Altruistic volunteer motivations were not a significant factor in influencing the intensity of young adults' voluntary commitment. Likewise, being asked to volunteer did not influence the amount of time young adults invested into environmental volunteer activities.
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Nonprofit organizations have played an important role in addressing environmental issues, and environmental volunteers have often been critical to the success of these organizations. In recent years, young adults have been shown to express greater interest in environmental issues (see for instance, CamWest News Service, 2007; Galbraith, 2009; Hewlett et al., 2009; Lopez, 2003; McKay, 2010). Such increased interest is likely to be an asset to environmental nonprofit organizations if it also translates into increased levels of voluntary participation. Indeed in the US, young adults between the ages of 20 to 24 have already been shown to volunteer for environmental organizations nearly double the rate of environmental volunteers in the general population (BLS, 2010). As such, the purpose of this study was to examine the mechanisms influencing environmental volunteerism among young adult college students. In other words, we sought to explore the factors driving young adults to volunteer for the environment and subsequently, the motives leading to the intensity of their participation.
In this study, we found that young adults who engaged in a number of different daily pro-environmental behaviors were more likely, than those who did not engage in such behaviors, to volunteer for environmental organizations. Indeed, young adults who indicated that they engaged in both transportation-related and consumption-related pro-environmental behaviors were more likely to indicate that they had volunteered for an environmental organization in the past 2 years. Therefore, it is likely that environmental volunteerism can be viewed as a distinct form of pro-environmental behavior, wherein pro-environmental actions are taken for collective good purposes rather than for individual benefit (Stern, 2000).9 Indeed, young adults who engage in one form of pro-environmental behavior are likely to engage in other forms of pro-environmental behavior as well.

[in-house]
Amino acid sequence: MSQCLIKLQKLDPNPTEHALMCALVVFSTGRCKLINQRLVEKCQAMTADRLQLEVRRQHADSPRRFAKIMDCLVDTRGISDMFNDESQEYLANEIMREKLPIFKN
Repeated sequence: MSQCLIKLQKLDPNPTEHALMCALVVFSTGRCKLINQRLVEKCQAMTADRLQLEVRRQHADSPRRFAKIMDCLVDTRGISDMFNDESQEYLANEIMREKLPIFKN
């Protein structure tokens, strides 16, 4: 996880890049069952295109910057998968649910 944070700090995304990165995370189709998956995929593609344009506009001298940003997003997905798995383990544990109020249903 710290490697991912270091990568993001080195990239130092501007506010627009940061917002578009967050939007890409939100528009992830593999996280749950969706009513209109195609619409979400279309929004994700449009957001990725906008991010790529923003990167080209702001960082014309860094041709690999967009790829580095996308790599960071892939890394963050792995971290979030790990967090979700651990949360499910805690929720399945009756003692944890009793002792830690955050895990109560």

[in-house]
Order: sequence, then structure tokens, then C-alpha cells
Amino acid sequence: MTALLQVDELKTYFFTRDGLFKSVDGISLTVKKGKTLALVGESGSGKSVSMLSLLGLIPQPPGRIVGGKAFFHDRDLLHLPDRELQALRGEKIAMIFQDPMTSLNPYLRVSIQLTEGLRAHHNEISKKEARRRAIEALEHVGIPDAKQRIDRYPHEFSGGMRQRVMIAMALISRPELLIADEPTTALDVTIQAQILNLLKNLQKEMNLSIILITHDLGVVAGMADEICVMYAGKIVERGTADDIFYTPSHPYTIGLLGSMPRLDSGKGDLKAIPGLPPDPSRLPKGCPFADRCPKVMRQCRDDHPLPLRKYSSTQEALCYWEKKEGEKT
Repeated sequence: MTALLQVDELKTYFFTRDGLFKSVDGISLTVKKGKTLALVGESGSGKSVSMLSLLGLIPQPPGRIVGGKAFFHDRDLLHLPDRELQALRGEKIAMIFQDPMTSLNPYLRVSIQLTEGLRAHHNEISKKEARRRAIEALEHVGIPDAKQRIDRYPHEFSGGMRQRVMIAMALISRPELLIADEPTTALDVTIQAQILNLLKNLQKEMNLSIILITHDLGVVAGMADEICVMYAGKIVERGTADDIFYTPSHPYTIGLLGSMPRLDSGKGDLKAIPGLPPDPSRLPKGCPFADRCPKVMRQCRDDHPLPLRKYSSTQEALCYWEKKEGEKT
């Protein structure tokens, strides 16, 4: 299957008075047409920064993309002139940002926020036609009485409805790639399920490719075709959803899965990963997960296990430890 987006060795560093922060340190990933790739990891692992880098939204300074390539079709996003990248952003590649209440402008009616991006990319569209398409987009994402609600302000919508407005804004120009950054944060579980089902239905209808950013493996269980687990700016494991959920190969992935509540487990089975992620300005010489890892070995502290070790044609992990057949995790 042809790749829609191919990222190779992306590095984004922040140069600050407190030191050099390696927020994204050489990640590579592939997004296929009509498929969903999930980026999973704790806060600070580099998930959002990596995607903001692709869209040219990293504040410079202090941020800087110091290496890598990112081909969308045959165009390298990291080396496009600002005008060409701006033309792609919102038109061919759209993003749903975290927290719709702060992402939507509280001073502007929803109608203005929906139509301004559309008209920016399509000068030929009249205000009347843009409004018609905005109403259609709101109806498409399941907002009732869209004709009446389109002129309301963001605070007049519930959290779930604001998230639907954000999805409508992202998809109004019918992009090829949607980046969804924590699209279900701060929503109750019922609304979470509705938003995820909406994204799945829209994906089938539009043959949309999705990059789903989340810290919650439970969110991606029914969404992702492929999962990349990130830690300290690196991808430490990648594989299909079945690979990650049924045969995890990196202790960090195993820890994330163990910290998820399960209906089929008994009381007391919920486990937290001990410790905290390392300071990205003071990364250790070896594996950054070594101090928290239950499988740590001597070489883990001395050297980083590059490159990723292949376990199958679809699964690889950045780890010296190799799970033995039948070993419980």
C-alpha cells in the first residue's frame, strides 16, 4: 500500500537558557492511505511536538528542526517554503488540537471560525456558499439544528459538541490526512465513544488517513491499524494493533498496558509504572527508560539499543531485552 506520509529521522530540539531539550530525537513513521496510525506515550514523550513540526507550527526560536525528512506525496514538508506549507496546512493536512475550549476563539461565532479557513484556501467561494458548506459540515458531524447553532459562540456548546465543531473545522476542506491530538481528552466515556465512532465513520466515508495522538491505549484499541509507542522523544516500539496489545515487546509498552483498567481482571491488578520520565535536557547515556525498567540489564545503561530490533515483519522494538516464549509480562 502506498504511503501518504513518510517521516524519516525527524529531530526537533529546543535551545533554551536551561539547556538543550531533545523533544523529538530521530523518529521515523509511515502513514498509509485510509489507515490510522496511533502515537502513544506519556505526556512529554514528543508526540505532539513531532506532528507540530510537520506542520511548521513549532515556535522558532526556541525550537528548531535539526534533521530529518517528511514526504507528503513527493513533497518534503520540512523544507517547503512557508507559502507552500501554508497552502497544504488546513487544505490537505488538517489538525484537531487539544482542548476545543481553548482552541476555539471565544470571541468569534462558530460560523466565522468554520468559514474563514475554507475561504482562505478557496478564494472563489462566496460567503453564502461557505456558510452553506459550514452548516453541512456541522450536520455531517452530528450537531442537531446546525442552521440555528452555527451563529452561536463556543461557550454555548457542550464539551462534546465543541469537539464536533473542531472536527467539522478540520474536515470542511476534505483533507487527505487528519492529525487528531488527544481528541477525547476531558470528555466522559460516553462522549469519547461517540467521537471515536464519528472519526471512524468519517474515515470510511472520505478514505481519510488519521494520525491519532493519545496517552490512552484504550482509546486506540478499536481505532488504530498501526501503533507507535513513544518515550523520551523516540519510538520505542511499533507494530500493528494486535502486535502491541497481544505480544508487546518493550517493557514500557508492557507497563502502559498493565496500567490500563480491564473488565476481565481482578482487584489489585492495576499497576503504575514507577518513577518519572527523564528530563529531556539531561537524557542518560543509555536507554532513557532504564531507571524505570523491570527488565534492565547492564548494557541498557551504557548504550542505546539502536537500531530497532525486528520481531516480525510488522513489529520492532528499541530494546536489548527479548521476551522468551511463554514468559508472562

We also found that young adults who have a general proclivity toward volunteering are more likely, than those who do not have such a proclivity, to volunteer for environmental organizations. Indeed, volunteering for other (non-environmentally related) nonprofit organizations significantly increased the likelihood that a young adult volunteered for an environmental organization. Thus it is possible that, as Jennings (2002) has suggested, volunteering may cultivate a sense of civic identity, and young adults may tend to act in ways that reinforce that identity.
Similar to findings in the study of pro-environmental behavior in general, we also found that value orientations were not significant predictors of pro-environmental action—in this case, the pro-environmental action being environmental volunteerism. This may be suggestive of two things. On one hand, it may be likely that developing normative influences among young adults, such as active participation in voluntary initiatives and engaging in environmental activities, are more influential methods of attracting young adults to volunteer for the environment, as opposed to efforts in appealing to their values. On the other hand, because the invitation to participate in the study mentioned that the survey was about environmentalism, the environmentally concerned students were attracted to complete the survey, thus, reducing the statistical power of the environmental values variable This, then, may also explain why environmental values were not especially predictive of environmental volunteerism.